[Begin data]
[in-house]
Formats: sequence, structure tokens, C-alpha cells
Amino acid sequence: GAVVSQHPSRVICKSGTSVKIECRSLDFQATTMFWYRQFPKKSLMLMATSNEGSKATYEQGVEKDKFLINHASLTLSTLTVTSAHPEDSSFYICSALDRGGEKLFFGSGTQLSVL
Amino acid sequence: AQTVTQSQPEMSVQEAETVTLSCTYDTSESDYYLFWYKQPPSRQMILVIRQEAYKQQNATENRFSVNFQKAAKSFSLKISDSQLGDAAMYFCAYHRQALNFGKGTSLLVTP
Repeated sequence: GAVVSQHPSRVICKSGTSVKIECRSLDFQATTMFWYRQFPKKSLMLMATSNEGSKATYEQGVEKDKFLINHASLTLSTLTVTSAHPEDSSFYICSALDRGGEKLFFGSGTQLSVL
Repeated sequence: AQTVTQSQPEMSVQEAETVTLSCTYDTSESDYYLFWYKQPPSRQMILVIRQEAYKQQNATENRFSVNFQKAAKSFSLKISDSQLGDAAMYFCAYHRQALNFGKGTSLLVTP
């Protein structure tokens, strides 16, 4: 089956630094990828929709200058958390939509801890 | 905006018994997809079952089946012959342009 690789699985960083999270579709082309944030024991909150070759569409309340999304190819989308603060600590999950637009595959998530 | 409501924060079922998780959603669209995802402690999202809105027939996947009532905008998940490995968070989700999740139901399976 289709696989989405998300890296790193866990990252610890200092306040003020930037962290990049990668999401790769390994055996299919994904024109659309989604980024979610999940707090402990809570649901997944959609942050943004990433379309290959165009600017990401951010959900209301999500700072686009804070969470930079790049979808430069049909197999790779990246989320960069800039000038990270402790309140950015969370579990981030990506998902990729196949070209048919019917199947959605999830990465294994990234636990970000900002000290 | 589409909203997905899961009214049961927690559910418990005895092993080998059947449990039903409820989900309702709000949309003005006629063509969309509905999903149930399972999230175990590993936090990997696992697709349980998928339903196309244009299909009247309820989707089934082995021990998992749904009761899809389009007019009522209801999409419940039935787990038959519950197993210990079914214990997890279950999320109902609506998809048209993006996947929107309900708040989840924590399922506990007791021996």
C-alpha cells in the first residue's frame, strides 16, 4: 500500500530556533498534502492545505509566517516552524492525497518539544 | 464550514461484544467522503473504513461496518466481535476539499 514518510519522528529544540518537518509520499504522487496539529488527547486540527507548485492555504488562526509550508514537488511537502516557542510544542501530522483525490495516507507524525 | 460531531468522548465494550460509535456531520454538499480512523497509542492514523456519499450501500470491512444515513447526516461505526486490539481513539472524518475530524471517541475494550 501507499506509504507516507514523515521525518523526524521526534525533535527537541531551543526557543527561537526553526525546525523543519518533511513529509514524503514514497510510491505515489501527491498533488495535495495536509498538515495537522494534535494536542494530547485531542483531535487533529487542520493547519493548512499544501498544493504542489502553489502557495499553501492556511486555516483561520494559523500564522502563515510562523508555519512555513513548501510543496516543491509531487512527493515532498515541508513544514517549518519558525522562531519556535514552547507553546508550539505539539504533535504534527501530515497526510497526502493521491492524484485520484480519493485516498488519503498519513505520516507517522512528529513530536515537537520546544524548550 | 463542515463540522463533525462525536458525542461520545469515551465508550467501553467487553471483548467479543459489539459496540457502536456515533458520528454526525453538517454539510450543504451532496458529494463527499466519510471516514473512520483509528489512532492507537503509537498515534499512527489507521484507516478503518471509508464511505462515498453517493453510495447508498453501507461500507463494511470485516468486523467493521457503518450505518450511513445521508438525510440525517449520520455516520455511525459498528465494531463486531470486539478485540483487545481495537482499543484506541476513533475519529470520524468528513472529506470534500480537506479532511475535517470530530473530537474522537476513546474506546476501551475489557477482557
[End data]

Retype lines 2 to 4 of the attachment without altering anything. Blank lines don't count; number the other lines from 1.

Formats: sequence, structure tokens, C-alpha cells
Amino acid sequence: GAVVSQHPSRVICKSGTSVKIECRSLDFQATTMFWYRQFPKKSLMLMATSNEGSKATYEQGVEKDKFLINHASLTLSTLTVTSAHPEDSSFYICSALDRGGEKLFFGSGTQLSVL
Amino acid sequence: AQTVTQSQPEMSVQEAETVTLSCTYDTSESDYYLFWYKQPPSRQMILVIRQEAYKQQNATENRFSVNFQKAAKSFSLKISDSQLGDAAMYFCAYHRQALNFGKGTSLLVTP